Central Sulawesi formally backs customary court systemOct 13, 2015
Palu, Indonesia, October 13 - Thronged with people in dresses made out of wood sheets and traditional red shirts with bullhead patterns, the scene inside the Central Sulawesi governor’s assembly hall resembles more of a carnival than a gathering of law enforcement.
The colorful gathering marks a bold recognition of Central Sulawesi’s customary court system. More than 30 community leaders and customary court judges in Central Sulawesi province gathered on Tuesday to be appointed members of the Forum of the Customary Court System in Central Sulawesi.
They also gathered to socialize the Guidelines of the Customary Court System in Central Sulawesi, which stands to benefit more than two million people in the province whose main access to legal rights and services is through the customary court system.
50-year-old female leader Yeni Lancia was one of the community leaders who took part in the drafting and finalizing of the Guidelines, which were made possible under UNDP’s Strengthening Access to Justice (SAJI) project with support from the Government of Norway.
“This recognition is very important because many communities in Central Sulawesi like us don’t have convenient access to the formal justice system. So many of us prefer to settle disputes through the customary court system because it’s very time efficient and less costly,” said Lancia who acts as Tina Ngata or Mother of the Village – an esteemed role reserved for female figureheads to mediate communal disputes.
Lancia said her role has made it easier for other women to report domestic violence and other disputes involving violence against women and children.
Community leader and customary court judge Jore Pamei said many in his community prefer to go through the customary court system because it promotes reconciliation and peaceful means in dispute settlement.
“The customary court system wants everyone to hold no grudges following the settlement of disputes. This is where our role comes in, it’s not about giving punishment and jail sentences but it’s to ensure that communities remain intact following the disputes,” said Pamei, who hails from Sigi district.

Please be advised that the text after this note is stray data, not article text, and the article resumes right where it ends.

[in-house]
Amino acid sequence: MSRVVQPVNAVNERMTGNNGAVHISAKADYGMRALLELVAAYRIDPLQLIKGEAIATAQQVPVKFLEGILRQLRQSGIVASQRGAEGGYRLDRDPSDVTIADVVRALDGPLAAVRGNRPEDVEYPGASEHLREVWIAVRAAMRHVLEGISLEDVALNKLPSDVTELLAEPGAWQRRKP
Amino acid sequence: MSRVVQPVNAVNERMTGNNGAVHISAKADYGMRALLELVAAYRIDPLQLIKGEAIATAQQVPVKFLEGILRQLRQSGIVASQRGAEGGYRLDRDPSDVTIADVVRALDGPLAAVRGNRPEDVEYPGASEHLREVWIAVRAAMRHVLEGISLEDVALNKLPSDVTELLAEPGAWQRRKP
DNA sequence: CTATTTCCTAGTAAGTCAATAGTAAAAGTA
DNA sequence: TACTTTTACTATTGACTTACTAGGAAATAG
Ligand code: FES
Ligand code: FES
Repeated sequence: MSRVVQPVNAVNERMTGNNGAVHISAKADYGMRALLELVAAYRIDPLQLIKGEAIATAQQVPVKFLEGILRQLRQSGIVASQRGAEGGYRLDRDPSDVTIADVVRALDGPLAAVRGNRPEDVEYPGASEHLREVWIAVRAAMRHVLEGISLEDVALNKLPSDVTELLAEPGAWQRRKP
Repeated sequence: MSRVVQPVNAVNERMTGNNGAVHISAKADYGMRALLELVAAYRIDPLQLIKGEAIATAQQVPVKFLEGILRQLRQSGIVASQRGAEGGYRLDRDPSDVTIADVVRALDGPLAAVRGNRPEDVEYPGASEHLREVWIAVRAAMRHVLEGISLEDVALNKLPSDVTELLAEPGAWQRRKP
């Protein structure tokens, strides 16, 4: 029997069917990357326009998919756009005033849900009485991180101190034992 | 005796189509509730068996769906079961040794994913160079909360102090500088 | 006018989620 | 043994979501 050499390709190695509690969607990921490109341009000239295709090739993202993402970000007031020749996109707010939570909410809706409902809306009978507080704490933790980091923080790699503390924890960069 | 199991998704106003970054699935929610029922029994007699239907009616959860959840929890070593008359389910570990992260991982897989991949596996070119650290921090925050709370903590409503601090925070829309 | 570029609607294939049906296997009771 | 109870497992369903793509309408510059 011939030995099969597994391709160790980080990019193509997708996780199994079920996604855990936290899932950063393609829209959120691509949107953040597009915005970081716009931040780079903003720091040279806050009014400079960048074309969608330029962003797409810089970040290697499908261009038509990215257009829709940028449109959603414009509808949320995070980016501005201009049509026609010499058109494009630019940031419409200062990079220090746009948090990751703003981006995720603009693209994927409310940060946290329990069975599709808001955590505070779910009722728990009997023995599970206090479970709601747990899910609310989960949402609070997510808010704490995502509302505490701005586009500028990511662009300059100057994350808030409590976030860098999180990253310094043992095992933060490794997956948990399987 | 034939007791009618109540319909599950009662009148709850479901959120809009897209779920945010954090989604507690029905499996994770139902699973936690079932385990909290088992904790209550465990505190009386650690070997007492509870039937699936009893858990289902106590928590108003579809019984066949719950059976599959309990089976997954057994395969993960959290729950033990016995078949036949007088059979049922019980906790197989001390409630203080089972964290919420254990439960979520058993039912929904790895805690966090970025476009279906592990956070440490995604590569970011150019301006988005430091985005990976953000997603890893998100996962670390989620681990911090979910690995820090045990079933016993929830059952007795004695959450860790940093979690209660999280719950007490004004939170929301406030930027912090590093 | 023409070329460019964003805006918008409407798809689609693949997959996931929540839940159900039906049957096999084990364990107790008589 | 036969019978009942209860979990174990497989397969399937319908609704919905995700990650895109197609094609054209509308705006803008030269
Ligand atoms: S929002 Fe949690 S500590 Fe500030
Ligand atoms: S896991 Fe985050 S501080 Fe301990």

He added that serious offences such as murder must be settled through the formal justice system. Nonetheless, traditional judges can still play a crucial role to reconcile warring parties during the court process.
Central Sulawesi Governor Longki Djanggola said the customary court system could help the province’s most marginalized communities, particularly those in remote areas, to settle disputes and achieve justice.
“Many of the communities in remote areas do not have access to the formal justice system and therefore they are left with no choice but to resort to the customary court system,” Djanggola said in his speech, as read by Vice Governor Sudarto.
A representative from the Central Sulawesi Police Department, Andi Anuar, welcomed the role of the customary court system because it could bridge the trust between local communities and law enforcers in the formal system.
On Tuesday, UNDP’s SAJI also organized a one-day workshop by customary court judges and community leaders with the aim of avoiding future overlaps between the formal justice system and the customary justice system in the province.
Speaking passionately about his experience, customary court judge Imanuel Pele called on the government to recognize other customary court laws in other provinces in Indonesia, saying local justice will help them to preserve their “sense of identity”.
Other local figureheads such as Ferdi Lumba said there needs to be an expanded authority of customary court judges to handle new crimes such as illegal logging and corruption, which according to him has been on the rise in remote areas of Central Sulawesi.
Central Sulawesi is one SAJI’s pilot provinces aside from Aceh and Central Kalimantan. In Aceh, SAJI was instrumental in the setting up of the Customary Council in the province.
Sharing his experience with his counterpart in Central Sulawesi, Aceh Adat Council head Badruzzaman Ismail said that in the Aceh customary court system there are no “winners” or “losers”, rather opposing parties are called on to settle disputes through just and fair solutions.